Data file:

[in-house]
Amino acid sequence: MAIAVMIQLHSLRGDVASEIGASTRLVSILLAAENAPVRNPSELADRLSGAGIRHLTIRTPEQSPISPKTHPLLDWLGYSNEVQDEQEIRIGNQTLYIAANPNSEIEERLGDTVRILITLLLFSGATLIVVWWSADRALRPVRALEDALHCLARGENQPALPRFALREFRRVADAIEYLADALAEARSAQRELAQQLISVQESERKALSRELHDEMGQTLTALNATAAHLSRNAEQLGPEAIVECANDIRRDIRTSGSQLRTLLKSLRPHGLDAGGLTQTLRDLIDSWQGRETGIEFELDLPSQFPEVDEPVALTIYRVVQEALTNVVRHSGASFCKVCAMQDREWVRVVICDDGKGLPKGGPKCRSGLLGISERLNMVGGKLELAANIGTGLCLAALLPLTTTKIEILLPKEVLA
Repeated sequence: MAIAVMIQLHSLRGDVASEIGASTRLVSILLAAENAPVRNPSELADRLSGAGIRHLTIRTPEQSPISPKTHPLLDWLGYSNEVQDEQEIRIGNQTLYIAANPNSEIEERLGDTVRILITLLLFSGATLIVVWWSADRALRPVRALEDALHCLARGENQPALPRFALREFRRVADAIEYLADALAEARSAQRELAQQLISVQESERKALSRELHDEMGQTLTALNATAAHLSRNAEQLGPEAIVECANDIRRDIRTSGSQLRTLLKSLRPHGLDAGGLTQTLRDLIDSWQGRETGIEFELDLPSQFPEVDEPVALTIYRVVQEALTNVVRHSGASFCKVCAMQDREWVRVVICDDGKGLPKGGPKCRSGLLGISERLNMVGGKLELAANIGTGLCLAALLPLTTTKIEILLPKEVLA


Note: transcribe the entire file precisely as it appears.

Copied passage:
[in-house]
Amino acid sequence: MAIAVMIQLHSLRGDVASEIGASTRLVSILLAAENAPVRNPSELADRLSGAGIRHLTIRTPEQSPISPKTHPLLDWLGYSNEVQDEQEIRIGNQTLYIAANPNSEIEERLGDTVRILITLLLFSGATLIVVWWSADRALRPVRALEDALHCLARGENQPALPRFALREFRRVADAIEYLADALAEARSAQRELAQQLISVQESERKALSRELHDEMGQTLTALNATAAHLSRNAEQLGPEAIVECANDIRRDIRTSGSQLRTLLKSLRPHGLDAGGLTQTLRDLIDSWQGRETGIEFELDLPSQFPEVDEPVALTIYRVVQEALTNVVRHSGASFCKVCAMQDREWVRVVICDDGKGLPKGGPKCRSGLLGISERLNMVGGKLELAANIGTGLCLAALLPLTTTKIEILLPKEVLA
Repeated sequence: MAIAVMIQLHSLRGDVASEIGASTRLVSILLAAENAPVRNPSELADRLSGAGIRHLTIRTPEQSPISPKTHPLLDWLGYSNEVQDEQEIRIGNQTLYIAANPNSEIEERLGDTVRILITLLLFSGATLIVVWWSADRALRPVRALEDALHCLARGENQPALPRFALREFRRVADAIEYLADALAEARSAQRELAQQLISVQESERKALSRELHDEMGQTLTALNATAAHLSRNAEQLGPEAIVECANDIRRDIRTSGSQLRTLLKSLRPHGLDAGGLTQTLRDLIDSWQGRETGIEFELDLPSQFPEVDEPVALTIYRVVQEALTNVVRHSGASFCKVCAMQDREWVRVVICDDGKGLPKGGPKCRSGLLGISERLNMVGGKLELAANIGTGLCLAALLPLTTTKIEILLPKEVLA